Harry Potter, the schoolboy wizard who has taken by storm children and adults alike, is back at Hogwarts School for Witchcraft and Wizardry for a third adventure. At least a week of utter peace over the summer holidays is guaranteed.
This third book is basically the same as the first two, but that really doesn't matter. There is comfort in formulas as good as this one, and the inventiveness, the jokes, the characterisation and suspense are as enthralling as ever. Sirius Black, the eponymous prisoner and a mass murderer who betrayed Harry's parents to the evil Voldemort, has escaped. To guard Harry, who mysteriously defeated Voldemort as a baby, the school is surrounded by Dementors, hooded figures whose very presence makes people faint with fear. Why, though, is Harry being pursued by a big black dog? Who has given him the deluxe Firebolt broomstick with which to play Quiddich, the wizardly version of soccer? Why is his friend Hermione behaving so oddly, and Ron's rat getting thinner? Over the academic year all is revealed, and evil is yet again defeated.
Rowling has been compared to C S Lewis and J R R Tolkien, chiefly because she has imagined, in considerable detail, a world magically parallel to our own. Unlike these doomy academics, however, her books sparkle with satire, in this case on the evils of capital punishment and revenge. On a more superficial level she is brilliant at the vivid pleasures and pains of childhood, from eating sweets to being bullied.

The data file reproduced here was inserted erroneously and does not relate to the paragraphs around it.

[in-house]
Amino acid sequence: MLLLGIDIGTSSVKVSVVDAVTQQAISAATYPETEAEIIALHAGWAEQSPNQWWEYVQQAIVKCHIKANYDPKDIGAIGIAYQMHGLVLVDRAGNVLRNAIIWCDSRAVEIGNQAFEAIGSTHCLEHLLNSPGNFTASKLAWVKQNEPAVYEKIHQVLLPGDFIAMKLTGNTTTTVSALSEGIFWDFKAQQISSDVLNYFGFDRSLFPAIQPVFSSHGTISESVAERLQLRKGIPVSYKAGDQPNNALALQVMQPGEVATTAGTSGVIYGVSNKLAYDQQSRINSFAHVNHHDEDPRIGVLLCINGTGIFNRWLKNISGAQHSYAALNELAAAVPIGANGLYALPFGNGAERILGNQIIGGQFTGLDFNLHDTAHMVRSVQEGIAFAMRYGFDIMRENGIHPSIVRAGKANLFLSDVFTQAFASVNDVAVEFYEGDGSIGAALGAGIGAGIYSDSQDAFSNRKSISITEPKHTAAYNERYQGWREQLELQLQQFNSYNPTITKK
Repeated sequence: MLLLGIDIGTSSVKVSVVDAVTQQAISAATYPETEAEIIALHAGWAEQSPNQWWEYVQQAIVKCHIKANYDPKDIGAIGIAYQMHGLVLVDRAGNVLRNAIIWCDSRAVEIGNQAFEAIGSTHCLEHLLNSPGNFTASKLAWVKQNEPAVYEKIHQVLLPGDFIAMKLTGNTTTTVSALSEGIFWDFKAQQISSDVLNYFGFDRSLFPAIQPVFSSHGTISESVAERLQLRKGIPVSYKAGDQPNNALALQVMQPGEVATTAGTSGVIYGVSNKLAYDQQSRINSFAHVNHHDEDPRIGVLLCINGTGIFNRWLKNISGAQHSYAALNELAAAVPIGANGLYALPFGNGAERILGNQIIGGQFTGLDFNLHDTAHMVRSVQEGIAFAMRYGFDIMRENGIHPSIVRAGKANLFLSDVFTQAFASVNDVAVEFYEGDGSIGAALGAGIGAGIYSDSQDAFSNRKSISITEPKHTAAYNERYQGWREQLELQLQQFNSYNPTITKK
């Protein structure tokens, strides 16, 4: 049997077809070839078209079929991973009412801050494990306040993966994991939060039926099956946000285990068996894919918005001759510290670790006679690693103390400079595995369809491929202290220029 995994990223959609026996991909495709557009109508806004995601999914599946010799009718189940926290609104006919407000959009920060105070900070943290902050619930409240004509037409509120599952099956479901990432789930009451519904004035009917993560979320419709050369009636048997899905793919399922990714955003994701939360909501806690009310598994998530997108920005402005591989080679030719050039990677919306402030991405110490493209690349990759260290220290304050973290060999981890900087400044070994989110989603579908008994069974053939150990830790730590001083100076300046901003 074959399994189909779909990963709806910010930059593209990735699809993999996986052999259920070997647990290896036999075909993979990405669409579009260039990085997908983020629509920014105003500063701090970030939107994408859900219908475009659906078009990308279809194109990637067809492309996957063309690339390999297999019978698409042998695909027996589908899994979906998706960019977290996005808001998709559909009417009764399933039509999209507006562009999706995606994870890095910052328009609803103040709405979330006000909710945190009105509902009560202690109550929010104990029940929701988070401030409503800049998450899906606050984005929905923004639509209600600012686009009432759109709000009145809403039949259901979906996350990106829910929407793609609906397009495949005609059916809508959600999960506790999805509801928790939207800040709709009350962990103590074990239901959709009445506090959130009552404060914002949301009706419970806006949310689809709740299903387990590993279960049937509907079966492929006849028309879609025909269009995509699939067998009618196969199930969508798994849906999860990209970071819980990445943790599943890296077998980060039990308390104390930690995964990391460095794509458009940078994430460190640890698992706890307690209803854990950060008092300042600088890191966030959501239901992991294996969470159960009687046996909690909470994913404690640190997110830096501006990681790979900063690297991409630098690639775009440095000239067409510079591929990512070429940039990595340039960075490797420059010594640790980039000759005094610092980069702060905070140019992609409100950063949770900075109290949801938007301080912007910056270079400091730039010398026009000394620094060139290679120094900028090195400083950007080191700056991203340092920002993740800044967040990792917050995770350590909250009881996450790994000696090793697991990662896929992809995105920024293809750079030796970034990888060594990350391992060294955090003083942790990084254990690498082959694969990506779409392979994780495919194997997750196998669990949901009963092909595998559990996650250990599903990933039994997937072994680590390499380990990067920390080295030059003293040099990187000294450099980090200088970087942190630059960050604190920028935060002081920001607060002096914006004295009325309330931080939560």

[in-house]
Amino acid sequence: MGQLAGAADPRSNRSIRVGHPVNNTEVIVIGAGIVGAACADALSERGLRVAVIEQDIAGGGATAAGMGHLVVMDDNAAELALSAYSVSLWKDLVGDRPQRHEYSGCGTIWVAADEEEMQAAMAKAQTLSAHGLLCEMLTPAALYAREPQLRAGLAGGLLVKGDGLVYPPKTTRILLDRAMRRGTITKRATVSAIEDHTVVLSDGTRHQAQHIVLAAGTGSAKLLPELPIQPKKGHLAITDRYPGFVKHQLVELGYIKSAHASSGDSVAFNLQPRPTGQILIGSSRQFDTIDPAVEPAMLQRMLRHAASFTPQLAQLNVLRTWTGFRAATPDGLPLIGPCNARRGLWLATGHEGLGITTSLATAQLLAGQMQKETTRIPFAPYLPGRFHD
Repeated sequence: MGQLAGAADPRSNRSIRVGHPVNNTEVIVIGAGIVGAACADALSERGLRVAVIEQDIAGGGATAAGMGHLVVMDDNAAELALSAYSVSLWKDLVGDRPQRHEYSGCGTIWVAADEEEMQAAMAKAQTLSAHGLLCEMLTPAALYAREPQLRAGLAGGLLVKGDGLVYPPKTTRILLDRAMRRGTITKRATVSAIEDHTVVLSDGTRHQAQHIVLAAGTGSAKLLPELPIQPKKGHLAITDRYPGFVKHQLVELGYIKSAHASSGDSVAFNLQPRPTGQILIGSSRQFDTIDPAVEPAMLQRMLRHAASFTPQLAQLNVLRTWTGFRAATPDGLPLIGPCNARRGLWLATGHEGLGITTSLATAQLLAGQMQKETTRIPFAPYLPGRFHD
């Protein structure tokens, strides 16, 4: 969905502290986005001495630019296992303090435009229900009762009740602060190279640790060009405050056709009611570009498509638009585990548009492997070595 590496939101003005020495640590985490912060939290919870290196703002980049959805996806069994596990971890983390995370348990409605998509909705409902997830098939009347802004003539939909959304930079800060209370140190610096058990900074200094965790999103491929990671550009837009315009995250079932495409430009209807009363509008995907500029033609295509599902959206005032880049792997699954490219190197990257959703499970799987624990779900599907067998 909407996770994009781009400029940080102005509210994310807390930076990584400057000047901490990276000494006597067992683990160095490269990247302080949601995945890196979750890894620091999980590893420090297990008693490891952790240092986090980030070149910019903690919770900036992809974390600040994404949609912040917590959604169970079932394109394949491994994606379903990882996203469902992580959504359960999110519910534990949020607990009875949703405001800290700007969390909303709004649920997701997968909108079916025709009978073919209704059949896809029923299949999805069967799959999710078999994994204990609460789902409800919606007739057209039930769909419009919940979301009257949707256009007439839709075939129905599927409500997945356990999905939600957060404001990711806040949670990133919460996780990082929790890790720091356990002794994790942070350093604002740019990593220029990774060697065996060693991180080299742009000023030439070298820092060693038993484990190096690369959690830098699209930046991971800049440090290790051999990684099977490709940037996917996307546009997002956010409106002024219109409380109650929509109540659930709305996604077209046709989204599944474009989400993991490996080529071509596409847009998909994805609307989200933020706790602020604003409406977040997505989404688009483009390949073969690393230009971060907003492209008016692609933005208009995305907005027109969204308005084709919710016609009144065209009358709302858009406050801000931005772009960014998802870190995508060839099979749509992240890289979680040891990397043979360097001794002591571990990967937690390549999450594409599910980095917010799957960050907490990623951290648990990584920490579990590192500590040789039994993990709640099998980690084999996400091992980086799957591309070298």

Orphaned, small, bespectacled and persecuted both by the hilariously horrible Dursleys (his very un-magical aunt and uncle, of whom one longs to see more) and by the snobbish Malfoy, Harry wins our hearts by displaying courage, modesty, intelligence and humour. These are the traditional virtues that come to his aid when confronting Voldemort; those interested in publishing may care to note that they are equally successful at routing the repulsive thriller Hannibal from its position at the top of the current best-seller lists.
As an artist, Rowling isn't in Philip Pullman's league. Her range lies somewhere between that of Edith Nesbit and Roald Dahl, but she is less subversive than either. She has, however, another great gift, and that is the capacity both to create and to transmit joy. It's no coincidence that our hero's battle in this novel is chiefly against the Dementors - creatures who drain their victims of confidence, happiness, sanity and the will to live. Pullman has creatures like these in The Subtle Knife, and in his darker fiction there is no cure.
Harry learns that Dementors can be defeated by concentrating on a single, very happy memory - and eating lots of chocolate. To those familiar with the power of despair, there is now another defence, and that is the Harry Potter books themselves.